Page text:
Many physiological factors underpin corn yield potential, including source– sink relationship, plant hormones, photosynthetic capability, plant architecture, and general stress tolerance. High plant density imposes intense interplant competition for sunlight, water, and soil nutrients. Increasing tolerance to high plant density is one important strategy to meet goals of doubling corn yield.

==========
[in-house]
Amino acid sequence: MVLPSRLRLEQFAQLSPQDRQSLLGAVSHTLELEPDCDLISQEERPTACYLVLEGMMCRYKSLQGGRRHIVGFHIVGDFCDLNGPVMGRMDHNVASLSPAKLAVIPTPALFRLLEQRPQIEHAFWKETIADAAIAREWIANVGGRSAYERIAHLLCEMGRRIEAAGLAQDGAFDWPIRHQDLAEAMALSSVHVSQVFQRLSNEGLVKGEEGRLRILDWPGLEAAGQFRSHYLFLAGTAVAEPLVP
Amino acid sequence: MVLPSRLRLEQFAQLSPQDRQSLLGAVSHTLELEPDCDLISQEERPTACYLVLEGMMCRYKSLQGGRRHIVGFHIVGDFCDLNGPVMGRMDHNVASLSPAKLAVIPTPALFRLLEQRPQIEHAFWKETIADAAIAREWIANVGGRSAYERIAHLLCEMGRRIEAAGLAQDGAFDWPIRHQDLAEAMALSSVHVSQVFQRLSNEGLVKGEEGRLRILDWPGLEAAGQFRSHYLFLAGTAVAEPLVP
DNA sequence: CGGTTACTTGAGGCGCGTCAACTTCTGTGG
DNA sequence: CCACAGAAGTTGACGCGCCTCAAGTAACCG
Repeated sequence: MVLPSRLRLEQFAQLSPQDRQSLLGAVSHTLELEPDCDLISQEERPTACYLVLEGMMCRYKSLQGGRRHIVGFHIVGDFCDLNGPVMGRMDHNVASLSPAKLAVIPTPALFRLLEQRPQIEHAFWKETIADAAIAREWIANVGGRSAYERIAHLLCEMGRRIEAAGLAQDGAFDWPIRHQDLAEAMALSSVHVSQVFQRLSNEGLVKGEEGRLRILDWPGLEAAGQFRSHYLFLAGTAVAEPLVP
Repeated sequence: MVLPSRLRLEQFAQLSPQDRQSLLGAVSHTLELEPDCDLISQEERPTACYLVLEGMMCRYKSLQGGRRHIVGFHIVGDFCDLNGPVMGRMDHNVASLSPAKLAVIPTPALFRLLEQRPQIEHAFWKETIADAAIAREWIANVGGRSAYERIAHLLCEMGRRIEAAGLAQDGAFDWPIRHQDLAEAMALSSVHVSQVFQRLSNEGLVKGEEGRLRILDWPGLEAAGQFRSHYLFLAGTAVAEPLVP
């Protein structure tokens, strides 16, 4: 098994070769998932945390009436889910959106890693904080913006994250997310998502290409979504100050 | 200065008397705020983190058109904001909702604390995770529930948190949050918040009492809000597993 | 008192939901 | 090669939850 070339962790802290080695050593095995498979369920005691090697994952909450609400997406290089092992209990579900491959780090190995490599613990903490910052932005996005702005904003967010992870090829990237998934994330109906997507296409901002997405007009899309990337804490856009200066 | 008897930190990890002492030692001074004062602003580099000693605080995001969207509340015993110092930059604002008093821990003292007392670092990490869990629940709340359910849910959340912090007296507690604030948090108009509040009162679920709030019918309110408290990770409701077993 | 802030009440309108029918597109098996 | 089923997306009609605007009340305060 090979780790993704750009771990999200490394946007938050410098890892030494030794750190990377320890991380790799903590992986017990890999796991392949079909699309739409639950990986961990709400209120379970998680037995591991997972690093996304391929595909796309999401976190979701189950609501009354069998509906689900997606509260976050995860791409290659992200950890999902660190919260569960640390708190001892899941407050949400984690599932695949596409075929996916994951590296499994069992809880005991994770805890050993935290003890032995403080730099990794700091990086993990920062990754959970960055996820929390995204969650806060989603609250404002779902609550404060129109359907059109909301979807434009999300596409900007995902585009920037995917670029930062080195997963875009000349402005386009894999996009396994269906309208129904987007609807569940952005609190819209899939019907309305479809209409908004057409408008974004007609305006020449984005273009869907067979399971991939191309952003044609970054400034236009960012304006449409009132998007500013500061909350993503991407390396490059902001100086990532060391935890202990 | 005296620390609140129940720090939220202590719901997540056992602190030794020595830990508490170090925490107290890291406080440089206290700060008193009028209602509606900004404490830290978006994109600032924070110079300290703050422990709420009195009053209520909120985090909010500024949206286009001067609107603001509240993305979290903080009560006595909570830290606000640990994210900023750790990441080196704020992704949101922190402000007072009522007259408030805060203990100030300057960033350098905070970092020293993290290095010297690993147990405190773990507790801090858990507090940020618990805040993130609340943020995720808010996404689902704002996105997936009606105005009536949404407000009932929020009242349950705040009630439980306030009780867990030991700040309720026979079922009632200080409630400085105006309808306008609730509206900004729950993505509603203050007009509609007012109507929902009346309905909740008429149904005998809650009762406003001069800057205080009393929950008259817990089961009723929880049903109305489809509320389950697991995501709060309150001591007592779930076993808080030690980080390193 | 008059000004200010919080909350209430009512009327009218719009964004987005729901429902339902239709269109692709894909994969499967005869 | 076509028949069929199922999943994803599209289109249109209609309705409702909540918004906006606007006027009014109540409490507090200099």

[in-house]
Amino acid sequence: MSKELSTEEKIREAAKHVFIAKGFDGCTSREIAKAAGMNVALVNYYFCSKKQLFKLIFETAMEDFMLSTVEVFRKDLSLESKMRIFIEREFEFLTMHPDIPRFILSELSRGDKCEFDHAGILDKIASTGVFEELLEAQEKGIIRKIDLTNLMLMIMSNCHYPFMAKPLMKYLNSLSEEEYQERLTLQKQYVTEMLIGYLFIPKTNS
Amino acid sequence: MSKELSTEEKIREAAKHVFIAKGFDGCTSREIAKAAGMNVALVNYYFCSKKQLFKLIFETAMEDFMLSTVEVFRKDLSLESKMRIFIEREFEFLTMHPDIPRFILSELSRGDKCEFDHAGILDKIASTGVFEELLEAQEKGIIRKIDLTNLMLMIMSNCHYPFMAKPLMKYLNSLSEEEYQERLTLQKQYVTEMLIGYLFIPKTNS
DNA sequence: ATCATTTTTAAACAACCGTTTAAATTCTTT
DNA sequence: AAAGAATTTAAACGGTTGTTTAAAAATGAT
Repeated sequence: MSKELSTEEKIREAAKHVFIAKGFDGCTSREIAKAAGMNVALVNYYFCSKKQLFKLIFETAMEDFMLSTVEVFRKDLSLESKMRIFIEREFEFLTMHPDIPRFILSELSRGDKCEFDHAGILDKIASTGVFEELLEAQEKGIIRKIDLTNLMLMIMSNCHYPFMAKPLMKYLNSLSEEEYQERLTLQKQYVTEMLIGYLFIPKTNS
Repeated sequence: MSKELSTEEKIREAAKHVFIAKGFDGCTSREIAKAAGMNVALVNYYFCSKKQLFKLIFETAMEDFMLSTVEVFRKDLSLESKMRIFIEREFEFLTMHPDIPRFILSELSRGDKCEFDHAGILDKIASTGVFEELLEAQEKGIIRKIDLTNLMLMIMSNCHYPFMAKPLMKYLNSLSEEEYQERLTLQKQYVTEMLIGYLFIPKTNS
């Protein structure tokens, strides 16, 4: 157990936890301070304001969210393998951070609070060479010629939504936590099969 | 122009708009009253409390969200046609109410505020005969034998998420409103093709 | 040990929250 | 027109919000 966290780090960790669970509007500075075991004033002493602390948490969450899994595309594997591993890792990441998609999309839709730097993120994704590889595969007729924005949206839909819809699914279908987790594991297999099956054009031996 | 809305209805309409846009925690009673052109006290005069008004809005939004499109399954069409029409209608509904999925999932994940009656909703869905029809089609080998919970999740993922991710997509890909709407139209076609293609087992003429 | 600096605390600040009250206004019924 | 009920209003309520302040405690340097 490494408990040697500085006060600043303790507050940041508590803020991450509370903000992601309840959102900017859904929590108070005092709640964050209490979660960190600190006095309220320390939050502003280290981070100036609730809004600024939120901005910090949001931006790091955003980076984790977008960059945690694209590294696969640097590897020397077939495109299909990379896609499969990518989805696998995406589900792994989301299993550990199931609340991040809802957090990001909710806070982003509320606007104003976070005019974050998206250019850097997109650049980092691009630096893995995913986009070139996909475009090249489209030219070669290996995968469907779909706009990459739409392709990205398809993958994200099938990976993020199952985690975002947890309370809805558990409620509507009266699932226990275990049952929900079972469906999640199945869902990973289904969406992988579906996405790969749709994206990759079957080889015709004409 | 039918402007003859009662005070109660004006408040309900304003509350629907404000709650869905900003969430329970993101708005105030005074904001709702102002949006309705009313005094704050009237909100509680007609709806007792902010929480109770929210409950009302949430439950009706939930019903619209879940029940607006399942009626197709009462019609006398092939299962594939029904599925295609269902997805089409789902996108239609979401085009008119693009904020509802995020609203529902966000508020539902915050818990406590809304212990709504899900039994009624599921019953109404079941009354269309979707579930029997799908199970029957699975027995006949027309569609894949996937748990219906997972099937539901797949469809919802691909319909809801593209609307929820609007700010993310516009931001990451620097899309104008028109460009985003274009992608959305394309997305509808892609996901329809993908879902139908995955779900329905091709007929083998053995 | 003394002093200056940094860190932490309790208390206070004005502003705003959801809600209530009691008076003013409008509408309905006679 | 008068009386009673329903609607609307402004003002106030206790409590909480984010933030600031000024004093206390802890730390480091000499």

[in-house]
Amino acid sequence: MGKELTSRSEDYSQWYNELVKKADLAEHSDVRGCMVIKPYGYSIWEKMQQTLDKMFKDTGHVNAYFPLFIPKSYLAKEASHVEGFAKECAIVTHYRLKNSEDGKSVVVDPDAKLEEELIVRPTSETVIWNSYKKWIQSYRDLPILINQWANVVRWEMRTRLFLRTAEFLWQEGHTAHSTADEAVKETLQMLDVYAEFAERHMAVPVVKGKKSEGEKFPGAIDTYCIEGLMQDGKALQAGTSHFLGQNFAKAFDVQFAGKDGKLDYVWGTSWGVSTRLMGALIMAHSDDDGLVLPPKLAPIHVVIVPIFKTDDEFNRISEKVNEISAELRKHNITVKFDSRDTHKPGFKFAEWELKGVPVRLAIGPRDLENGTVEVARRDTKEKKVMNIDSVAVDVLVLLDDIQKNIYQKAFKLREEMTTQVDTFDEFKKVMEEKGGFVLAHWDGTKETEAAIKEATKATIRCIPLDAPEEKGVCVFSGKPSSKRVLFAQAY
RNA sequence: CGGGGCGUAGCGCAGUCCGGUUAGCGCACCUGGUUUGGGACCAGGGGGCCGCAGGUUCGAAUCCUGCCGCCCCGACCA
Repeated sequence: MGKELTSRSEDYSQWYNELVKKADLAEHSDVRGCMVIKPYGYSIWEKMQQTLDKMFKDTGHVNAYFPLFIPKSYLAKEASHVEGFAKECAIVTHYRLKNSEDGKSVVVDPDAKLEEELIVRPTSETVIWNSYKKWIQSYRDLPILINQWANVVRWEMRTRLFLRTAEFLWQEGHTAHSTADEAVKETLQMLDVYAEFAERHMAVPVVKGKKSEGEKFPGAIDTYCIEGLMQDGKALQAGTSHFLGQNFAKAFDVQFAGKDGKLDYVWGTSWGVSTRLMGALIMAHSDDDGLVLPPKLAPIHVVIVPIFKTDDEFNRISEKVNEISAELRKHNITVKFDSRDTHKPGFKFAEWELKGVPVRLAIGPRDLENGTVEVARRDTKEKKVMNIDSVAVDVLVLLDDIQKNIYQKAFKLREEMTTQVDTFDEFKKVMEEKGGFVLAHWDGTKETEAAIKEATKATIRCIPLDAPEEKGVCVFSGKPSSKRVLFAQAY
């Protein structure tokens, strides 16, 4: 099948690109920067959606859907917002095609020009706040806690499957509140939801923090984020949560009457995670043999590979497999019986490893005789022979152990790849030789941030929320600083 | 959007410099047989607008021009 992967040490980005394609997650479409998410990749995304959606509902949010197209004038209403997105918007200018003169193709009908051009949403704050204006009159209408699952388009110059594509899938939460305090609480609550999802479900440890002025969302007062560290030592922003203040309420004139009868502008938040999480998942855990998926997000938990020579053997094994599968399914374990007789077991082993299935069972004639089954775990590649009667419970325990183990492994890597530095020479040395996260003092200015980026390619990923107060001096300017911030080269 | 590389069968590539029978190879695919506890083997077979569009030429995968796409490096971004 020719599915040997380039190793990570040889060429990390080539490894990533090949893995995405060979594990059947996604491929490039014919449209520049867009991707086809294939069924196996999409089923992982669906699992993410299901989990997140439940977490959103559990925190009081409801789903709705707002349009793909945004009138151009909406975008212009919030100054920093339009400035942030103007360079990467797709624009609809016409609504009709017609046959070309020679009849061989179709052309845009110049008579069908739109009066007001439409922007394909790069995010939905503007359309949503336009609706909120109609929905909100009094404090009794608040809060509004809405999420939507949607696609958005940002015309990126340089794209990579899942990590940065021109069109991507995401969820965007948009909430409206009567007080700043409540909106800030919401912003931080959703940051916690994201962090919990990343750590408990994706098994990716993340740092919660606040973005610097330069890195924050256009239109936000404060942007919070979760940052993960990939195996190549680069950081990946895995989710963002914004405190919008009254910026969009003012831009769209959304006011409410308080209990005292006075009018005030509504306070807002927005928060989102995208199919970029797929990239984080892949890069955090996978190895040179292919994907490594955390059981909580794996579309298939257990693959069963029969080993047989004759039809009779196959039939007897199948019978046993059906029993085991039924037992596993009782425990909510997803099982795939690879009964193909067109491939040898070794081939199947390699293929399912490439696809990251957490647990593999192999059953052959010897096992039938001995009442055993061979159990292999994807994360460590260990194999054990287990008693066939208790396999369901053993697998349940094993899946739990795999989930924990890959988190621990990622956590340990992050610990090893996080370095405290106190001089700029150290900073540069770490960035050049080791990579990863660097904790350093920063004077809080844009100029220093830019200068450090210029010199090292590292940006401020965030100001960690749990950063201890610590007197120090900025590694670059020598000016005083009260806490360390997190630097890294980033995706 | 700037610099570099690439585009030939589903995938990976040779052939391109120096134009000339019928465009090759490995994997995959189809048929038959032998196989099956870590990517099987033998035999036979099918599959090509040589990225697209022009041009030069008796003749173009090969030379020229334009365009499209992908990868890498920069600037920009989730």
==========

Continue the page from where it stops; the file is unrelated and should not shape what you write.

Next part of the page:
Hybrids representing parentage of heterotic subgroups in female and male germplasm pools used in current U.S. commercial corn hybrids were evaluated at plant densities up to 54,000 ppa to identify those with the greatest potential for increasing plant density tolerance. Differences among hybrids were observed for stress response. Inbred parents of the top-yielding hybrids were recombined to generate inbreds for use as parents of testcross hybrids to map chromosomal regions conferring stress tolerance. These regions will be examined, and the results will be translated into new breeding strategies to create higher-yielding lines with increased stress tolerance. Benefits to growers will be greater net profit per acre (i.e., yield increases will overcompensate for higher seed inputs) and reduced risk of yield loss due to weather extremes and other stresses.